Features vs. Benefits - The Mystery Revealed

Written by Butch Pujol

Continued from page 1

The benefit of "no reader required" is thatrepparttar software is complete within itself. Unlike some ebook compilers that requirerepparttar 108205 ebook purchaser to download special software in order to viewrepparttar 108206 book, this feature offeredrepparttar 108207 benefit of being all-inclusive. As soon asrepparttar 108208 book was downloaded,repparttar 108209 customer could begin reading without further delays. That spoke torepparttar 108210 concern and answeredrepparttar 108211 question, "What's in it for me".

As you can probably tell by now,repparttar 108212 benefits are what make a difference to your customer. The benefits - more or less - explain why repparttar 108213 feature is important. This is why benefits have selling power and most features do not.

Here are a few steps you can use when working withrepparttar 108214 features vs. benefits equation:

1. Listrepparttar 108215 features of your product or service. (Catch All Email.)

2. Next, listrepparttar 108216 concerns or needs of your customers. If you don't know… ask them. (Being able to get emails even if misspellings or other mistakes occur.)

3. Next, ask yourself, "Why does this feature matter to my customer"? Write your answers onrepparttar 108217 list. (Catch all email allows you to stay in touch with your customers.)

4. Finally, take it one step further. As yourself, "What problem or concern can this feature address"? (You can know that any email sent to anyname@domainname.com will make it through to you.)

5. Write downrepparttar 108218 benefit.

By explaining your sales information in languagerepparttar 108219 customer can understand you are helping them reachrepparttar 108220 point of purchase more quickly. So,repparttar 108221 next time you create an ad, be sure to focus onrepparttar 108222 information that's important to your customers… benefits.

Butch Pujol offers a safe haven for online business owners. Whether you're a Newbie or a Pro, you'll find legitimate and safe Internet business solutions and tools that can help your company grow. Visit http://www.safeinternetbusiness.com today.

Karon Thackston is President of KT & Associates who offers targeted copywriting, advertising assistance and ezine article services. Karon's Web site is located at http://www.ktamarketing.com.

Things You Might Like to Know about Copyrights

Written by Jan K.

Continued from page 1
before yours. It's a good idea to formally copyright any text that you are planning to market. So, if you're convinced thatrepparttar world population-at-large is in desperate need of "Breeding Guppies,What Every Ichthyologist Needs to Know" and you plan to sell it on Ebay for $19.95, you should apply for a formal copyright. Just havingrepparttar 108204 copyright, however, doesn't mean that other people can't quote your work. They may do so, as long as you are given full credit for having written it prior to their use. This is called a "reference" or a "citation" and generally, whatever passage is being quoted will appear offset in quotation marks (so thatrepparttar 108205 reader can visualize which words belong to someone other thanrepparttar 108206 author ofrepparttar 108207 text in whichrepparttar 108208 quote appears). Of course, at present repparttar 108209 contingent of Copyright Police is not up to tracking down every single instance of copyright infringement, and chances are that not everyone cites original authors as scrupulously as they should, so beware of whom you casually let look at or read your text (or to whom you give a copy). Copyrights are not forever. Typically, a copyright lasts for 50 years pastrepparttar 108210 natural life ofrepparttar 108211 original author. Authors' heirs may sometimes re-apply for copyrights, but generally written texts that are this old are considered "public domain" and may be reproduced without payingrepparttar 108212 author's family a royalty fee. Inrepparttar 108213 publishing world, you will find that many publications require that you relinquish your copyrights torepparttar 108214 work in return for having your work published. This is a fairly standard procedure—unless your name happens to be Stephen King or Danielle Steele. Once you've relinquished your copyright to a given work, you can not sell or submit that text again unless you get express approval fromrepparttar 108215 publisher that now ownsrepparttar 108216 copyright. There are sites onrepparttar 108217 World Wide Web where you can post your work for others to read or use as they see fit, so-called "free sites." In cases such as this, there should be a disclaimer that anyone who uses or reproduces your work must give you full credit. Whether this happens allrepparttar 108218 time is certainly a matter for some speculation, but your safeguard is that you ownrepparttar 108219 copyright and if you find that someone is profiting from your work and that you have not been compensated, you can file a copyright infringement suit against them. As ofrepparttar 108220 date of this article,repparttar 108221 current copyright fee is $30. All repparttar 108222 instructions and necessary forms can be found on U.S. Copyright Office's web site: http://lcweb.loc.gov/copyright/. I have copyrighted several texts and advise that you mail your application with a "Return Receipt Requested" fromrepparttar 108223 U.S. Post Office. This is your proof thatrepparttar 108224 Copyright Office has received your copyright application.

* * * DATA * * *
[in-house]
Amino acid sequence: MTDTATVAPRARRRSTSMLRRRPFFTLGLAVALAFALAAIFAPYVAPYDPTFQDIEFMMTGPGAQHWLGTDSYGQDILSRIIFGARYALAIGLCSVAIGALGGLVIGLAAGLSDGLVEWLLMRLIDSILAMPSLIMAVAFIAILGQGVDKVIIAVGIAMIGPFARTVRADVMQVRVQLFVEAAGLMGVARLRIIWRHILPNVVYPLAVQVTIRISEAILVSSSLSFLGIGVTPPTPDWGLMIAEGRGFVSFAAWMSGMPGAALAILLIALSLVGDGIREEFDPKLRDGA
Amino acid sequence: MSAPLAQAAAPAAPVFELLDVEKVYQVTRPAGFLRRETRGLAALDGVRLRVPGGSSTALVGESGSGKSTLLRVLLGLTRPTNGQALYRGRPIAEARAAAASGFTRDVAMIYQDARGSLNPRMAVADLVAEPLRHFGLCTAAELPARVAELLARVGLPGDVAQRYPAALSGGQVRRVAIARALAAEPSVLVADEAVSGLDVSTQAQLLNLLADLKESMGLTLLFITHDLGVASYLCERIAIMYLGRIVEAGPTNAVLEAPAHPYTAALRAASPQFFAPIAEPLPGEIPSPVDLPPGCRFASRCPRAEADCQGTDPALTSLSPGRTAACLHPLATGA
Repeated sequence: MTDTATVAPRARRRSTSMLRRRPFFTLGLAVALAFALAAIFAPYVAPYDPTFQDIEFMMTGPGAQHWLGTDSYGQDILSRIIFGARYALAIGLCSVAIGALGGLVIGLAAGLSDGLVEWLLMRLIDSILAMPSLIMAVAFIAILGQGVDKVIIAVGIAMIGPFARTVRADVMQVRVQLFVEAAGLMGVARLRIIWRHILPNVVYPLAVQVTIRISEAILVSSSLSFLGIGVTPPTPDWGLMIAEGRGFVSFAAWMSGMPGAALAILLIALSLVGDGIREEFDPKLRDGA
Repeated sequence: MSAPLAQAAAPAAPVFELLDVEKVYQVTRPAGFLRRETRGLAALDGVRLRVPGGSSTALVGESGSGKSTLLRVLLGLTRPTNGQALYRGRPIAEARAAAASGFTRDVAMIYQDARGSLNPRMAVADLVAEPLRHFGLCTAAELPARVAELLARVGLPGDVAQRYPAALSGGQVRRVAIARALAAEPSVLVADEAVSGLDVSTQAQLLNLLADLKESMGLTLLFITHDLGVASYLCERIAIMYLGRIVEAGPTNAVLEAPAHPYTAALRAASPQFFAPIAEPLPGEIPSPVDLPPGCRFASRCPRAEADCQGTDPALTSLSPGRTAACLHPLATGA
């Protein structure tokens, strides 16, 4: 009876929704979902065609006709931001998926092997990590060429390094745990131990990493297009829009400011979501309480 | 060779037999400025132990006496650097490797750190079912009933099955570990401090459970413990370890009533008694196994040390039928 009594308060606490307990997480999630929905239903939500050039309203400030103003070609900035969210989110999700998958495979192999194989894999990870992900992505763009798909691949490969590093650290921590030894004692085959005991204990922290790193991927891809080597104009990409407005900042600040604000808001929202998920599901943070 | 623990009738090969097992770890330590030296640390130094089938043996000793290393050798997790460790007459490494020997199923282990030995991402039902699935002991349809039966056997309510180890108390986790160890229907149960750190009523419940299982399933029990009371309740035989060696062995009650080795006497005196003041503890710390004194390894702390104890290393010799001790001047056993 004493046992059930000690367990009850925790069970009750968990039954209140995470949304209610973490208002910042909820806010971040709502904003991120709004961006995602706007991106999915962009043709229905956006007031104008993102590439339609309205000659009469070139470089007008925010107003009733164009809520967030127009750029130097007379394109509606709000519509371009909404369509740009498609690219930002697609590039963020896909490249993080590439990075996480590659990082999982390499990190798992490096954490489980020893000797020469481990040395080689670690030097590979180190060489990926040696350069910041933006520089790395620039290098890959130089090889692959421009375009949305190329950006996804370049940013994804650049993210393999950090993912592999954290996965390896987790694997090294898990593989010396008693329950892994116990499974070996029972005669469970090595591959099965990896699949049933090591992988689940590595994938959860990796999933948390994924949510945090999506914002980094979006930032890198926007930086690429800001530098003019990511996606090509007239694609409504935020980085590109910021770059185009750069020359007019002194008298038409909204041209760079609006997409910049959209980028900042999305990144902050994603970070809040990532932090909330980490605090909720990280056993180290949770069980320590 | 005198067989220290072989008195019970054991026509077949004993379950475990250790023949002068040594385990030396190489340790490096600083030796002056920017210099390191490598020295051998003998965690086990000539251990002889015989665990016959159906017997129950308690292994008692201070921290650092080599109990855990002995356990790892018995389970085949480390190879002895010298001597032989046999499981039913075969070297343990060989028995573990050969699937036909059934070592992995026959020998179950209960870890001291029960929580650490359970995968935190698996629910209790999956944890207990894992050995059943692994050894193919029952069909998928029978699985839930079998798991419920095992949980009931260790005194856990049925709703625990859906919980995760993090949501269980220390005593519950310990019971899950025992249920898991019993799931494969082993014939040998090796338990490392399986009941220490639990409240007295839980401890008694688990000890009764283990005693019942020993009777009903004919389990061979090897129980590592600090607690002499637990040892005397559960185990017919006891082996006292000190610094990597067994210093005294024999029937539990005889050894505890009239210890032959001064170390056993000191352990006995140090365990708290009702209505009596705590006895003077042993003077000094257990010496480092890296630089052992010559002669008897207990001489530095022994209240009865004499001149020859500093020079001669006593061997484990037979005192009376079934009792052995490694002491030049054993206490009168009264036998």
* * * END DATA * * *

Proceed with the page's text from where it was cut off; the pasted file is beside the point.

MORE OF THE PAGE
Jan K., The Proofer is a full-time freelance proofreader and copyeditor. In business since 1995, she has enjoyed working for a diverse world-wide clientele, covering subject matter including academic research, medical law, consumer surveys, and self-help materials. Please visit http://www.janktheproofer.com for more information.

    <Back to Page 1
ImproveHomeLife.com © 2005
Terms of Use